A San Diego County judge’s ruling that blocked the state from enforcing pandemic-related school reopening provisions applies to all school districts in the state, a parents’ group said Friday.
The Parent Association of North County San Diego won a round in court on Monday when Superior Court Judge Cynthia Freeland sided with the group in its lawsuit against state officials and granted a temporary restraining order blocking enforcement of several rules the plaintiffs alleged unfairly prevented school districts from reopening for in-person learning.
The plaintiffs allege several provisions outlined in the state’s January reopening framework place arbitrary restrictions on school districts, such as one requirement that students be spaced four feet apart in the classroom and other rules that allowed elementary schools from opening sooner than middle or high schools.
Freeland stated in Monday’s ruling that the state’s guidelines have “had and will continue to have a real and appreciable impact on the affected students’ fundamental California right to basic educational equality.”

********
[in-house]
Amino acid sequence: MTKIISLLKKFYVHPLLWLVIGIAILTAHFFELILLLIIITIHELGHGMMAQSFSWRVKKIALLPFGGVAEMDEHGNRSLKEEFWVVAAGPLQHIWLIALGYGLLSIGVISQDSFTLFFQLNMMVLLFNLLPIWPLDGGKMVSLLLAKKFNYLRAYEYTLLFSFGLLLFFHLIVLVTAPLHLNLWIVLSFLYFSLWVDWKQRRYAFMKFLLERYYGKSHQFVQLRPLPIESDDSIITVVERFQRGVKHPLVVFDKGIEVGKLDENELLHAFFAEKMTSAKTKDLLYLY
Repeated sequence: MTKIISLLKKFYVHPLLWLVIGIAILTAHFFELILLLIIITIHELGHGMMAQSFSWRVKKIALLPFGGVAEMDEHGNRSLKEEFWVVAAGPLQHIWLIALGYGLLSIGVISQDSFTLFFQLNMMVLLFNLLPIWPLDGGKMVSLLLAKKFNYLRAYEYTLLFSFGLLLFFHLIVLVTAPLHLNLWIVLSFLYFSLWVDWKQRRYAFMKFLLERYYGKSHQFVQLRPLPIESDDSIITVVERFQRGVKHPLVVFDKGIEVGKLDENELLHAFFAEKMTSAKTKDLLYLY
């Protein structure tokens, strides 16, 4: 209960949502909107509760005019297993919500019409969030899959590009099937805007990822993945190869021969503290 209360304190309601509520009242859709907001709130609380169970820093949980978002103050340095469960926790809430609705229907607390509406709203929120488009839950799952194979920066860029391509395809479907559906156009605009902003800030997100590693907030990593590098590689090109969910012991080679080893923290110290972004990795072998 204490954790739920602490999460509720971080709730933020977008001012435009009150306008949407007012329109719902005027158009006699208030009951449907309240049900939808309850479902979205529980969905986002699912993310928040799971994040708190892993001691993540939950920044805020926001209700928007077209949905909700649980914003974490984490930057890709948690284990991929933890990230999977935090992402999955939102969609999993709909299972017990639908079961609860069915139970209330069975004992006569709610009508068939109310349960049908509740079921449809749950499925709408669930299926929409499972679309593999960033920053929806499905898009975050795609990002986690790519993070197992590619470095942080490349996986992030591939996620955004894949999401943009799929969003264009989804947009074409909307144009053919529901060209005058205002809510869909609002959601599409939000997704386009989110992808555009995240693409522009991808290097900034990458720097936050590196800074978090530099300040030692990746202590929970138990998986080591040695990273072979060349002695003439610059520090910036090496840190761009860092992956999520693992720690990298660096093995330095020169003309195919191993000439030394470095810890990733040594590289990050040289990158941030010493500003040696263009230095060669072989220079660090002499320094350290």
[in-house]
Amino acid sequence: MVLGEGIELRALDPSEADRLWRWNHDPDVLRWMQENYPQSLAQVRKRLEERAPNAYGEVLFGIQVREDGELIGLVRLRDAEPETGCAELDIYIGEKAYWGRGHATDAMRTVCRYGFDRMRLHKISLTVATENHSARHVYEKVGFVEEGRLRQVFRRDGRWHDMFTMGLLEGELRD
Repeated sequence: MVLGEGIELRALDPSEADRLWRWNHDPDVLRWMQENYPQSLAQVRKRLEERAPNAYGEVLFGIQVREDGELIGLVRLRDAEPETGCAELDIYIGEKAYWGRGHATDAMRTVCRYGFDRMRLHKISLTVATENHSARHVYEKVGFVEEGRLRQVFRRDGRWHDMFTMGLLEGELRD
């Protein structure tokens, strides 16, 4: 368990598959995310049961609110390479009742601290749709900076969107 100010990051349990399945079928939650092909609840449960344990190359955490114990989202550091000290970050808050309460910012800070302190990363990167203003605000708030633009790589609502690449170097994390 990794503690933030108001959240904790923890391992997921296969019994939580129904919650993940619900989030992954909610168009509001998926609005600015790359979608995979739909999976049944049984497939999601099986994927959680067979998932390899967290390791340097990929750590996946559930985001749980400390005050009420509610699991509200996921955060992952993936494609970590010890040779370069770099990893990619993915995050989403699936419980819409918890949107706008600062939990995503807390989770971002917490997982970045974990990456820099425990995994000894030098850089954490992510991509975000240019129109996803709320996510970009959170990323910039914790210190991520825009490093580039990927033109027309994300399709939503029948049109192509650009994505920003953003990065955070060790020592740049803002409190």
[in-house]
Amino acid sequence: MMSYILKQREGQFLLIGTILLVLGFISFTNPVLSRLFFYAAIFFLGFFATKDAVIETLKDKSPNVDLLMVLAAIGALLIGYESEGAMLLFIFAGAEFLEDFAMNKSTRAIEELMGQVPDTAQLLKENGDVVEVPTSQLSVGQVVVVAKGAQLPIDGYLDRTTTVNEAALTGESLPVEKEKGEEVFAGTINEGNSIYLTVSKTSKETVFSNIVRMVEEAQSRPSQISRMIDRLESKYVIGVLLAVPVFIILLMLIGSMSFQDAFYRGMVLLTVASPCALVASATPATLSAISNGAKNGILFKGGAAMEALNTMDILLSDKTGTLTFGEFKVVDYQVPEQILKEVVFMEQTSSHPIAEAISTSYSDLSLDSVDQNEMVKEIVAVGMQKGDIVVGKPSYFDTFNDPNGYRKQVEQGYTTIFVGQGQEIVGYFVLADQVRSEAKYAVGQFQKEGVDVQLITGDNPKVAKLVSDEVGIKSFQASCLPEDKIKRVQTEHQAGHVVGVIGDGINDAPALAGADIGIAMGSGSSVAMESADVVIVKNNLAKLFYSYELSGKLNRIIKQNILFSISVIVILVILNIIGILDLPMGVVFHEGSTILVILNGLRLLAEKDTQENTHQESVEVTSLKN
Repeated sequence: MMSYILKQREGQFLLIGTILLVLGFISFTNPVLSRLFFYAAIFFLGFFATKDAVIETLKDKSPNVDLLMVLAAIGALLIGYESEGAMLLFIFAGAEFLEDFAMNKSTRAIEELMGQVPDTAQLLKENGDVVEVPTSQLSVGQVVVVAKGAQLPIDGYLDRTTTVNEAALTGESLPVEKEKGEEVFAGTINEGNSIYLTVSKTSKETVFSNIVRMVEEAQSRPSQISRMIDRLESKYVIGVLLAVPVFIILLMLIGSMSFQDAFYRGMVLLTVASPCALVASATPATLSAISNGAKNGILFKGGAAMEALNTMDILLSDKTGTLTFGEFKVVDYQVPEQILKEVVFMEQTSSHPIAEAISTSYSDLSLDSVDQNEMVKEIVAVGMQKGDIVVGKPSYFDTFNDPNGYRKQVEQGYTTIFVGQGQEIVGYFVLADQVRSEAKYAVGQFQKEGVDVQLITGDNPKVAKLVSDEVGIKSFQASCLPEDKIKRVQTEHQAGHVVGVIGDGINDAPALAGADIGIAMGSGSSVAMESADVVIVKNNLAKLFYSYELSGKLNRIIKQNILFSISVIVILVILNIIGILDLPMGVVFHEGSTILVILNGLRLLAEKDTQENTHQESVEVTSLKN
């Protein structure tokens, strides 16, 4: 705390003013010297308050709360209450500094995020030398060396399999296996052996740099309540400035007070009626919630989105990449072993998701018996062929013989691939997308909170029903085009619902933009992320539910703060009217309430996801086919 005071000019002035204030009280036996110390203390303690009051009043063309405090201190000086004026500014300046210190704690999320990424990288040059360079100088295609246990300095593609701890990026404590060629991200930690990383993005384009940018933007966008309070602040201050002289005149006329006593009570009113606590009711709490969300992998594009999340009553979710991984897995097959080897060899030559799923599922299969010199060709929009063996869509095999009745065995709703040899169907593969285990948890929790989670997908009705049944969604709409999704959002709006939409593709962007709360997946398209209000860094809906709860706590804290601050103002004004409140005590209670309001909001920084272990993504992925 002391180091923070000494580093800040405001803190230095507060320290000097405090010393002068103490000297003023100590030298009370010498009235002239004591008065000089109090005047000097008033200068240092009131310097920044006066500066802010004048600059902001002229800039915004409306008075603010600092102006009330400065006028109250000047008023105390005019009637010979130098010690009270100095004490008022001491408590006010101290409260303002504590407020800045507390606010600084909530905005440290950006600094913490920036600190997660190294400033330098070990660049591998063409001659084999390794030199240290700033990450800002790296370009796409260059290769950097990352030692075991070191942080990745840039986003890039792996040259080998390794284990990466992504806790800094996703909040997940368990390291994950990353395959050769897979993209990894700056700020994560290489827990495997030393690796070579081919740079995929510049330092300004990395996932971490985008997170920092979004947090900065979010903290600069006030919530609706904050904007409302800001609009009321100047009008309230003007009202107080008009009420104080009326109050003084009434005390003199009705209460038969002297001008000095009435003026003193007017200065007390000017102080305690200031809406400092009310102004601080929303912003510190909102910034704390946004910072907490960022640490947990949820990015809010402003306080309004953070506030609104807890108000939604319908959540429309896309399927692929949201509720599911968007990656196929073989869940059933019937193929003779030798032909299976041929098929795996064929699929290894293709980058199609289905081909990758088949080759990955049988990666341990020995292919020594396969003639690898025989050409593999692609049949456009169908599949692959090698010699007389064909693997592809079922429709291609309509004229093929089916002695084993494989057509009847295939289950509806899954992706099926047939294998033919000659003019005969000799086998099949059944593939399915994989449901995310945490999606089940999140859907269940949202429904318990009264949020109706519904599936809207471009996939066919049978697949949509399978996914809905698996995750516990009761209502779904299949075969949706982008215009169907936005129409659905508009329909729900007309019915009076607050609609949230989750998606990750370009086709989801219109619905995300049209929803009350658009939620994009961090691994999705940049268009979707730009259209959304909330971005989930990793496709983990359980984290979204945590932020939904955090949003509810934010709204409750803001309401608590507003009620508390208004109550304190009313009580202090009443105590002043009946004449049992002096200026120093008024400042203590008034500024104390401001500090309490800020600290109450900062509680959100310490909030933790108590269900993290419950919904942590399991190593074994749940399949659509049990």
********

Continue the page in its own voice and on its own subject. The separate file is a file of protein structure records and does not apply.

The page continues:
While she said the state does have a compelling interest in stemming the spread of COVID-19, she ruled that the January 2021 framework “is selective in its applicability, vague in its terms and arbitrary in its prescriptions.”
Following Monday’s order prohibiting enforcement of the rules, attorneys reconvened Wednesday at the request of state attorneys seeking clarification on whether Freeland’s order applies throughout California or solely to local school districts.
In a revised ruling, Freeland confirmed statewide applicability of the order.
“The harm to our students from these over-restrictive rules extends statewide, so there is no question that the order preventing further harm should extend statewide, as well,” said Scott Davison, legislative affairs director of the Parent Association and co-counsel in the lawsuit.
The parties are set to reconvene April 1 for a hearing on a preliminary injunction.
–City News Service